Tropical beaches & fish
by Underwater Photographers Diana Davey & Bob Davey
Tropical beaches are made by ParrotfishIndian Ocean Steephead Parrotish curiously inspecting the photographer. Tropical beaches made by Parrotfish. Did you know that all those beautiful, perfect white sand beaches are beaches are actually created by fish? Or, to put it more mundanely – parrotfish pooh! Any doubt as to the truth in that remark? Well next time you swim, snorkel or scuba dive in a perfect tropical ocean, just take a look at those amazingly huge teeth on the aptly named parrotfish.
Ember Parrotfish munching on the coral reef. The clue is in the name, they have incredible beak-line protruding teeth which appear terrifyingly ominous but actually are used for munching on corals. They utilize their amazing teeth to rasp on dead corals and other rock formations within coral reefs. On most other animals, this would wear down their teeth leaving them unable to feed, however this is not the case for our intrepid beach creators.
Daisy Parrotfish nibbling on Acropora Corals. Their relationship of Parrotfish with the reef is partially symbiotic. It sometimes appears worrying when the reef disappears in front of your eyes as their large aggressive teeth rasp destructively upon beautifully artistic coral formations within a reef. Indeed much of the diet of a Parrotfish may appear to cause devastation to the worlds reefs. However, appearances can be deceiving as this is not entirely the full situation. Nature has evolved to develop an intricate web of facets to the relationship, both above and below the sea.
Open wide - Candelamoa Parrotfish displaying its teeth, waiting for the removal of parasites at a reef cleaning station. The rampant feeding of a Parrotfish on coral reefs actually prevents algae, sponge and seaweed overgrowth within the reef biome (biomes are a distinct biological community of plants and animals), thus helping to preserve the corals. Even more importantly, everything they consume that is not edible is excreted in the form of tiny grains of sand. These tiny grains over the centuries have formed those amazing tropical islands we all dream of with their beautiful palm trees and perfect white sandy tropical beaches.
Spotted Parrotfish in its initial phase - female with golden and brown colours. Parrotfish have several remarkable characteristics, apart from their dominating feature of their teeth. One of the most fascinating aspects is their appearance as they metamorphosis from one colouring to another throughout their lifespan (known as polychromatism). This makes them extremely difficult to identify as occasionally the same species has been identified several times as it progresses through each phase of its lifespan. Most species tend to be dull reds, greys or browns when in the initial phase.
Red Speckled Parrotfish in its colourful terminal phase - it has metamorphosed both in sex (now male) and in colour. When Parrotfish enter their terminal phase, they change to the more striking colours that most of us recognize; vivid patterns of pinks and yellows on vibrant blue and green backgrounds.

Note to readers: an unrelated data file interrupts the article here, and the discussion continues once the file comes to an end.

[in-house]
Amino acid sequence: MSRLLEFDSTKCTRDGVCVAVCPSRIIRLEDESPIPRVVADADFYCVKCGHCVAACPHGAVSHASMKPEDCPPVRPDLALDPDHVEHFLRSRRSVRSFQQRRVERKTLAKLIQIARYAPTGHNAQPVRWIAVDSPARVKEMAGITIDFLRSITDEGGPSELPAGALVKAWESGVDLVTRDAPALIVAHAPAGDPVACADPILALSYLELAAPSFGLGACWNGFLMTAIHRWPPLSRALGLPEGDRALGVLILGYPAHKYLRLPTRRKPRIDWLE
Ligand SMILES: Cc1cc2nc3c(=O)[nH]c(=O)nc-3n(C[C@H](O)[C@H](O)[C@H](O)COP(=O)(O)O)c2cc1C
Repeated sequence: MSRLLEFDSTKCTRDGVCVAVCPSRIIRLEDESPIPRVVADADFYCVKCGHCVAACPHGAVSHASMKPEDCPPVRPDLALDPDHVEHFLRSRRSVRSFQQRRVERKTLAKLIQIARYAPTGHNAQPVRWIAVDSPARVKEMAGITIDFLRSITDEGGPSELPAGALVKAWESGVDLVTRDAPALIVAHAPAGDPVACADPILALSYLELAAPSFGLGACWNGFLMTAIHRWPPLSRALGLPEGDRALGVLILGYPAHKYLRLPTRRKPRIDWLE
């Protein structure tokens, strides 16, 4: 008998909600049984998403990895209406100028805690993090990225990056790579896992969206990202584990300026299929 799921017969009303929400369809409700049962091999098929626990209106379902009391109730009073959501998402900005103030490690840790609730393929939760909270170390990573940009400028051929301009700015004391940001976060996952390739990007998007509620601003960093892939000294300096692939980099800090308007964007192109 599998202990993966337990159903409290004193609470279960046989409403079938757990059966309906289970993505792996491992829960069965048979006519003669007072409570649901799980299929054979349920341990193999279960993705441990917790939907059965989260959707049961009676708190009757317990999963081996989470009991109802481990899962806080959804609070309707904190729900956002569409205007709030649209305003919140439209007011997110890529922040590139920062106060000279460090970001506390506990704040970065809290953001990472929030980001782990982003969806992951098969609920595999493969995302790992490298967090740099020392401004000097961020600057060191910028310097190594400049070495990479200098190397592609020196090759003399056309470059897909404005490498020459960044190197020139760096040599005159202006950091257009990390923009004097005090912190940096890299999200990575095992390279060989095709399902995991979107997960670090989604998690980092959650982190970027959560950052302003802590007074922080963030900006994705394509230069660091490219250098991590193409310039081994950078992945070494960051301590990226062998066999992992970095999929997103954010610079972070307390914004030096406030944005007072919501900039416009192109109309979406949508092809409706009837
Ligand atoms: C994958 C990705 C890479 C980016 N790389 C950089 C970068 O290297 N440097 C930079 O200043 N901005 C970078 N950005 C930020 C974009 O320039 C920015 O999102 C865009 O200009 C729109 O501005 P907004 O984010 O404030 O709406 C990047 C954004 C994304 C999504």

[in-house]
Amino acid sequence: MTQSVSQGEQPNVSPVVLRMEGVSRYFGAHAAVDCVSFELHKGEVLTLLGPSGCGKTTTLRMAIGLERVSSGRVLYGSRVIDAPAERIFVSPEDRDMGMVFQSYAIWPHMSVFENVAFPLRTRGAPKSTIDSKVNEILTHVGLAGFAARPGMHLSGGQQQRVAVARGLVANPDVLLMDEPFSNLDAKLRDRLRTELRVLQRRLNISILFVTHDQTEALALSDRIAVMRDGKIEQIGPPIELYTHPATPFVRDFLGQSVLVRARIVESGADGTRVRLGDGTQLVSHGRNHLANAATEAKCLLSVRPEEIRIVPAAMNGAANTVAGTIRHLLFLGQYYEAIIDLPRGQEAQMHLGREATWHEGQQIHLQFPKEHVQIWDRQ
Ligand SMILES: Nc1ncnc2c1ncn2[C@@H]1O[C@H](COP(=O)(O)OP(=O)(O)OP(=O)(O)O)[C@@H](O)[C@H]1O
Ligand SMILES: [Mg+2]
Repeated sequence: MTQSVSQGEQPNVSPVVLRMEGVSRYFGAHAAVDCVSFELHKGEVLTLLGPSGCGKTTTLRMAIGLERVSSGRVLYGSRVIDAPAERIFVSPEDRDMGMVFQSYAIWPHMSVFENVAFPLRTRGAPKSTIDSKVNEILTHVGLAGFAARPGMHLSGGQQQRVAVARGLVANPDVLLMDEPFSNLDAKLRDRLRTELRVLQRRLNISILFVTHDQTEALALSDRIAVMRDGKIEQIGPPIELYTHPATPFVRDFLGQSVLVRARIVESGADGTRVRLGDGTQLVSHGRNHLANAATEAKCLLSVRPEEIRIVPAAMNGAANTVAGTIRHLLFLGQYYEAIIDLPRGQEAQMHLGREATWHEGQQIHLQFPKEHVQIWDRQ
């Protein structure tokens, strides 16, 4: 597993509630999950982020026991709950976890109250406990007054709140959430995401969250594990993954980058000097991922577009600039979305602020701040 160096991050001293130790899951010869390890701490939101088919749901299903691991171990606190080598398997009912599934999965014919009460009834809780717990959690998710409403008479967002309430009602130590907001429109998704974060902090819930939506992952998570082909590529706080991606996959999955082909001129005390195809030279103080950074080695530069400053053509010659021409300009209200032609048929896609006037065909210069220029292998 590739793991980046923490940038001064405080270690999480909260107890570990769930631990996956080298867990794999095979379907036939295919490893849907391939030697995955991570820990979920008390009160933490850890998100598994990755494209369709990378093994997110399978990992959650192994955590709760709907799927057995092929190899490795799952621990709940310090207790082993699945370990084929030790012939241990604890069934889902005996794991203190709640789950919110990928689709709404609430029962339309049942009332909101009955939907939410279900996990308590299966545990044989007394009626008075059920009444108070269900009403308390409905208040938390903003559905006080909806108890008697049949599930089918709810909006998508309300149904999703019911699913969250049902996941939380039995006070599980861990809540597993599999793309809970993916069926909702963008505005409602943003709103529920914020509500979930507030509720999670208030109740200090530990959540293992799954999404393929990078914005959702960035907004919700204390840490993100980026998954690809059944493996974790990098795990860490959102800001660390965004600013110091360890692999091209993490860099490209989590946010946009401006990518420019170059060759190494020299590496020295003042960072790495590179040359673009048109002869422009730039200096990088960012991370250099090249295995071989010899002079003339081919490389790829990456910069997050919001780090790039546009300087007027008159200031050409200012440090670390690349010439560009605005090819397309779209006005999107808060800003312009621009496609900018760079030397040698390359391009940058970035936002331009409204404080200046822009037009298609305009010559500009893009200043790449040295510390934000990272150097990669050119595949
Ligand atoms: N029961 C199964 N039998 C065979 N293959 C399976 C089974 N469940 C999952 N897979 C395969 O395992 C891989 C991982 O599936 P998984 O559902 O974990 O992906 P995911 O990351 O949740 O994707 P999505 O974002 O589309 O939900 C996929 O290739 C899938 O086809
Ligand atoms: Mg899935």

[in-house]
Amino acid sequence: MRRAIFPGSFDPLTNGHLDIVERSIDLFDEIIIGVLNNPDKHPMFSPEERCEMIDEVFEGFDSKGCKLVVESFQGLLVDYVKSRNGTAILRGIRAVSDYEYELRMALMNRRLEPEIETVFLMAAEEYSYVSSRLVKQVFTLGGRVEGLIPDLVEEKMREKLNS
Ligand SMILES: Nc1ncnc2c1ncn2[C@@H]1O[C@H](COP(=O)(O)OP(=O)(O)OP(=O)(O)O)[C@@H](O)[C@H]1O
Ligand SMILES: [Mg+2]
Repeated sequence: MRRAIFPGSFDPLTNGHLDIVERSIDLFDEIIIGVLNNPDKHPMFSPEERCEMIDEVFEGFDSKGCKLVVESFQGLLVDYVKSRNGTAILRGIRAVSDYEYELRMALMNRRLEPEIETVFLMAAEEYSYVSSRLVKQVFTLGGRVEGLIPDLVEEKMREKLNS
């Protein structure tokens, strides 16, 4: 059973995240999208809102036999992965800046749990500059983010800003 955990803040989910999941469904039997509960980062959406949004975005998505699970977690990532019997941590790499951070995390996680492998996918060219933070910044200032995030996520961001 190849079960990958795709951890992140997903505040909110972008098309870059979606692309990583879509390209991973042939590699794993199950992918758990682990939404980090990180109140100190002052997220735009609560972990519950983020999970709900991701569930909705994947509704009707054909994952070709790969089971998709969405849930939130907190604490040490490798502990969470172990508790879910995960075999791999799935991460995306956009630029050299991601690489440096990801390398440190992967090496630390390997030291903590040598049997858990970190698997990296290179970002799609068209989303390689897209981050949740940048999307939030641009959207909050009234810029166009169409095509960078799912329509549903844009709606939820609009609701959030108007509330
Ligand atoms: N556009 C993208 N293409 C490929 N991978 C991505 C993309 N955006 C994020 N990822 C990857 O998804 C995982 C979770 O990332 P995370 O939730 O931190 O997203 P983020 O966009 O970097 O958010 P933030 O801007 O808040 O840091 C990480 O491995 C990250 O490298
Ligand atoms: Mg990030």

The remarkable striking colours of a Singapore Parrotfish. Another amazing metamorphosis by Parrotfish - gender variation as they progress through their lifespan. It’s a minefield attempting to understand how many individual species transform from female to male (or not). The majority of Parrotfish are sequential hermaphrodities, they change sex during the course of their lifespan. Most start as females (known as the initial phase) and then change into males (known as the terminal phase). Each phase is accompanied by a remarkable colour transformation, although like much wildlife; this means that females are retain dull less interesting colours whilst the male phase is highlighted by astoundingly beautiful patterns and bright colouring.
Viridescent Parrotfish sleeping in the corals, its colouring perfectly blending in with the delicate pink and greens patterns of reef life sharing the haven of the corals. Ever fancied a night dive or snorkeling in the sunset? Well keep an eye out for sleeping Parrotfish. Curling up within the nooks and crannies of the reef, Parrotfish can be spied dotted throughout the night-time reef hiding from their predators whilst catching forty winks. Some species additional excrete a mucus whilst they sleep. The mucus envelopes the fish whilst it sleeps and performs a two-fold function. Firstly, it disguises their scent from potential predators and secondly, it may provide an early warning system. Any potential predator endangering the parrotfish would need ro pierce the mucous membrane, giving just enough time to escape.
Night-time on the reef
and finally ...
Rusty Parrotfish patiently hovering over the sea bed whilst having any parasites removed by a Cleaner Wrasse. So next time you lay on a sunbed wriggling your toes in the delicate white sands of a stunning Maldives island, keep a watch out for groups of parrotfish nibbling along the coral reef – remember the tropical beach you a lying on was quite likely created by parrotfish! © All images in this article are copyright Anim8design Ltd.